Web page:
Language, Prayer, Compassion, Interpretation

Happy Chanuka! What follows are some words of Torah that I offered on Saturday night in honor of the 25th anniversary of the passing of my friend and teacher Allen Afterman, one of the greatest human beings I have had the honor and pleasure to know. Not sure how clear it came out, but its the 8th night of Chanuka, so Yalla, here it is:


I want to translate and comment on an amazing “Torah” of the Maggid of Mezerich and Rabbi Levi Yitzchak of Berdichev, but first, some intro:


One of the strangest, most profound sections of the Torah is to be found in Exodus Chapter 33 and 34. Moshe is on his way down from the mountain, when he discovers that the People of Israel, in his absence and because of his absence, have created an idol, a Golden Calf, and are worshiping it, in an orgy of celebration and dance. What follows is a kind of labyrinthine narrative that twists between Moshe’s negotiations with God on behalf of Israel (one of Moshe’s greatest lines is found here: reacting to God’s offer to wipe out Israel and start a new nation from him, Moshe says: “If you do this, erase me from the Book which You have written”), and Moshe’s acts of retribution against the sinners. And in the midst of all this, as if suspended in a time that is no-time, are the most personal, mystical encounters between God and Moshe that we are privy to have recorded in the Bible.

At the end of Chapter 33 during this mysterious dialogue between Moshe and God, Moshe asks God: “Show me Your ways, that I may know You.” There is so much to ponder and interpret in the ins and outs of the next few passages, but at one point Moshe repeats his request 'Show me, I pray Thee, Thy glory” And God answers: (33:19) “And He said: 'I will make all My goodness pass before thee, and will proclaim the name of the LORD before thee...”


Notice who it is that says “I will proclaim the name of the Lord before thee”--None other than God Himself. This is quite clearly the simple meaning of the Torah, and this startling idea is repeated again and then enacted—God calls out to God-- a few passages later in Chapter 34, right after the hewing and writing of the second tablets, replacing those which Moshe had broken: “4And he hewed two tables of stone like unto the first; and Moses rose up early in the morning, and went up unto mount Sinai, as the LORD had commanded him, and took in his hand two tables of stone.5And the LORD descended in the cloud, and stood with him there, and proclaimed the name of the LORD. 6 And the LORD passed by before him, and proclaimed: 'The LORD, the LORD, God, merciful and gracious, long-suffering, and abundant in goodness and truth; 7 keeping mercy unto the thousandth generation, forgiving iniquity and transgression and sin; and that will clear but not always clear the guilty;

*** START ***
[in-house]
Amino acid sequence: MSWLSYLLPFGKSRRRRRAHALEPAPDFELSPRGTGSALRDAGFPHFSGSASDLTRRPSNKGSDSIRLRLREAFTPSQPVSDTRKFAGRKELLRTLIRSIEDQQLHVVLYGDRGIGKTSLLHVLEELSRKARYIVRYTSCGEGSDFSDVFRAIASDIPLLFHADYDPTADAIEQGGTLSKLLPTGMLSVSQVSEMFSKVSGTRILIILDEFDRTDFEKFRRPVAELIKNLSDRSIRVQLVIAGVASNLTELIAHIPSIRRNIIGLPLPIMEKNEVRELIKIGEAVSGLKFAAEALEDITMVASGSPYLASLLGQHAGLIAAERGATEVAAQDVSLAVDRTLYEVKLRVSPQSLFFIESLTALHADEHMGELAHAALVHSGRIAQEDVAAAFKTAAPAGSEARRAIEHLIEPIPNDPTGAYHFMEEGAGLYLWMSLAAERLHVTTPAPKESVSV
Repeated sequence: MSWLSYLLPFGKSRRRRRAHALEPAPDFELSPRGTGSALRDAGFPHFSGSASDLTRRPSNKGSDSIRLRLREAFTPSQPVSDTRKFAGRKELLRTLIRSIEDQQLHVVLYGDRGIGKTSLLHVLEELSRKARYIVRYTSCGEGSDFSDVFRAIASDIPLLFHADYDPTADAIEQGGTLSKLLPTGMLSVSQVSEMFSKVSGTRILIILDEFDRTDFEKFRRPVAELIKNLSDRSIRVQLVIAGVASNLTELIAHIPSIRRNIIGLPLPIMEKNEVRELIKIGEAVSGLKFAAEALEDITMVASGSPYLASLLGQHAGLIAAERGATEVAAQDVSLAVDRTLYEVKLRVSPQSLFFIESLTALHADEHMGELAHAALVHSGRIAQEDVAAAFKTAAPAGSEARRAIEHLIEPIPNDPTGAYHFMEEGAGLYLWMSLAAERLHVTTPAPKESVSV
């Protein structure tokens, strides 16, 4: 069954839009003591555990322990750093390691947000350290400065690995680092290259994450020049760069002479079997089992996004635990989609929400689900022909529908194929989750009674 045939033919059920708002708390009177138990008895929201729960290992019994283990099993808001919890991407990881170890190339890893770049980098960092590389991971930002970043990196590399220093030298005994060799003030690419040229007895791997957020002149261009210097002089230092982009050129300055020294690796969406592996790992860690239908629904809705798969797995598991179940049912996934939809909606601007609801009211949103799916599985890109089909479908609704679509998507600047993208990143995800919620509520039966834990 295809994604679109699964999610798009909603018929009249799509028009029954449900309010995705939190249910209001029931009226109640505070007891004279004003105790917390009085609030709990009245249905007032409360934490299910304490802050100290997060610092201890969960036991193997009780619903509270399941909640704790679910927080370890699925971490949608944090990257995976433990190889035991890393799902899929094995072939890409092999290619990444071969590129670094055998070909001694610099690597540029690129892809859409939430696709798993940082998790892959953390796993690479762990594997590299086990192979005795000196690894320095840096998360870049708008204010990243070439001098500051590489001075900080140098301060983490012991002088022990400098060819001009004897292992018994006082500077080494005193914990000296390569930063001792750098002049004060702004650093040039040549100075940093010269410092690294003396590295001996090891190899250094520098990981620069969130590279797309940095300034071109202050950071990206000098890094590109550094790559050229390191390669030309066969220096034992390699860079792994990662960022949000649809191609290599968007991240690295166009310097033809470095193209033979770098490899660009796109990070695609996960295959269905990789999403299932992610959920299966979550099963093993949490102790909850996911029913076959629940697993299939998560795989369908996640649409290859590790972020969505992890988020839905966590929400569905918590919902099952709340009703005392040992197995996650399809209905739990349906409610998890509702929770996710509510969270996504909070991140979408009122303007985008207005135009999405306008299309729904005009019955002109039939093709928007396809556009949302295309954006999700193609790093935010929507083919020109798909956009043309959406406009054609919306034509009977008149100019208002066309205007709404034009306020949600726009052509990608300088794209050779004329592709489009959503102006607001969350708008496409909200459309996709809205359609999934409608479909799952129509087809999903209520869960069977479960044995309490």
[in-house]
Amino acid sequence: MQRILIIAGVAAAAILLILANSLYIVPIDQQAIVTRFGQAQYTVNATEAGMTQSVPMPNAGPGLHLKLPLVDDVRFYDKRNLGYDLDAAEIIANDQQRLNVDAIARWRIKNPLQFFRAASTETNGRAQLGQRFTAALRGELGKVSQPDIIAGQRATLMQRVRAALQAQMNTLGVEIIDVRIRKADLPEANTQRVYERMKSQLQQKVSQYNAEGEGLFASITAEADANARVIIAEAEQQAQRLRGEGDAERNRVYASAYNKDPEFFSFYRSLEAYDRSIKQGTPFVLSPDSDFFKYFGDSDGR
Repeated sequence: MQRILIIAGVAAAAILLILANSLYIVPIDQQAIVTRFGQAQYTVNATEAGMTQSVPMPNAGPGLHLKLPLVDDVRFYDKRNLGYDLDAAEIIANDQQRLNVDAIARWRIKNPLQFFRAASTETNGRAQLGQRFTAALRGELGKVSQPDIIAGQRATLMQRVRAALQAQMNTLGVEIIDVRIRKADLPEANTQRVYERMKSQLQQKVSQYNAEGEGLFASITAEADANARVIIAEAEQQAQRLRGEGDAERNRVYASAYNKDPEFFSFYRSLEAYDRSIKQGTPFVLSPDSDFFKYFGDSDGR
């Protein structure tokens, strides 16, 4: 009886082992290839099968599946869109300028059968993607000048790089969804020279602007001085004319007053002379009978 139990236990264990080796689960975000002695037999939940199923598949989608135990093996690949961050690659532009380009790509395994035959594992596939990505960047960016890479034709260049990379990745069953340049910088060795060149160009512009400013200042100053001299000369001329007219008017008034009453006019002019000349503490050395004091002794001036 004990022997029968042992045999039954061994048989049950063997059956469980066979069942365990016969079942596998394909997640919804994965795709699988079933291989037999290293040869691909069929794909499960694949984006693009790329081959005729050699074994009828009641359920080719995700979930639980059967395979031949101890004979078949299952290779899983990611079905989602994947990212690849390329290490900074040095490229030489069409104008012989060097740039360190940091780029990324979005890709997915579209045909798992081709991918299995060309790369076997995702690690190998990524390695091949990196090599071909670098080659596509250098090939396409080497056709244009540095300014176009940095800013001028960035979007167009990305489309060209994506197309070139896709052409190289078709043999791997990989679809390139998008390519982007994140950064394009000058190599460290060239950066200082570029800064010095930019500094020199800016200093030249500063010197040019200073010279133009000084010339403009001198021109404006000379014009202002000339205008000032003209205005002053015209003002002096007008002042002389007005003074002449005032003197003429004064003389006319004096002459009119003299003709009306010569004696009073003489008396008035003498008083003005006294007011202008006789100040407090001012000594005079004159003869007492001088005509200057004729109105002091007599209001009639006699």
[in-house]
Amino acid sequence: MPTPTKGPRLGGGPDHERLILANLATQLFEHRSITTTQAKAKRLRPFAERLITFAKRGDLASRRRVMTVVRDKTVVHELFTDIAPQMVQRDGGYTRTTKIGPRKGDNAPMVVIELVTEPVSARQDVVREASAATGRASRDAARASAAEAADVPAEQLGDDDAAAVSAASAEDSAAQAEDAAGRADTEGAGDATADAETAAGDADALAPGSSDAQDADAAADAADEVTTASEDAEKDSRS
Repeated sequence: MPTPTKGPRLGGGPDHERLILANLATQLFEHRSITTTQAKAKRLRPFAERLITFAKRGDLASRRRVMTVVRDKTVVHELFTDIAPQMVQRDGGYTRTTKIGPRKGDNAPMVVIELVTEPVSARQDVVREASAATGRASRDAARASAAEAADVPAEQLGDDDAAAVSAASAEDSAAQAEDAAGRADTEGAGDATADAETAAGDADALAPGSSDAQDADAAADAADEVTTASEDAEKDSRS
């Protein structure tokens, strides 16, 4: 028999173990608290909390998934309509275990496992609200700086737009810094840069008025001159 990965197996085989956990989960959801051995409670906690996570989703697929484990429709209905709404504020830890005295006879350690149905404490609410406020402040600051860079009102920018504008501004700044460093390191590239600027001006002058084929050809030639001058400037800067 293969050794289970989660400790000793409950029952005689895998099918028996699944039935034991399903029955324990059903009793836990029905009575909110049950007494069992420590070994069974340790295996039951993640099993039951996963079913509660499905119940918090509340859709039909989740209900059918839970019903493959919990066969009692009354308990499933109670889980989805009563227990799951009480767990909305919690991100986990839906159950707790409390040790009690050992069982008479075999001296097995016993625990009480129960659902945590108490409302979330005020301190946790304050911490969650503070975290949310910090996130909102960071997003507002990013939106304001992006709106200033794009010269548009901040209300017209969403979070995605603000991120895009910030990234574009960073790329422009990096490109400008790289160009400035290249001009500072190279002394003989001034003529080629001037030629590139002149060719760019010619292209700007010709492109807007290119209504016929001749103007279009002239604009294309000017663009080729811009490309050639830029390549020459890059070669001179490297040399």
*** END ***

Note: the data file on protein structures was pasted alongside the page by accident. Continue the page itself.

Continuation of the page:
The prayer that begins “The Lord, the Lord, God, merciful and gracious”, is known as the prayer of the 13 qualities of compassion—in Hebrew 13 midot harachamim.

In the transmission of this most important of prayers, at the core of the Jewish prayer tradition, we find God calling out to God. An early midrash, in the Sifra underlines the radical significance of this event: “If it was not written explicitly in the Torah, it would not be possible to utter this—it teaches us that God wrapped Himself in a prayer shawl like a prayer leader and showed Moshe the order of prayer. He said: Whenever Israel sins, do according to this order before Me and they will be forgiven.”


The midrash acknowledges and emphasizes the strange fact that our initiation into prayer through this most primordial of outcries is through God praying to God. To me this suggests that in fact all prayer is God calling out to God—that the faith, longing, hope and connection that compose prayer are an expression the divine within us, the living core of life that is a flame from God Himself.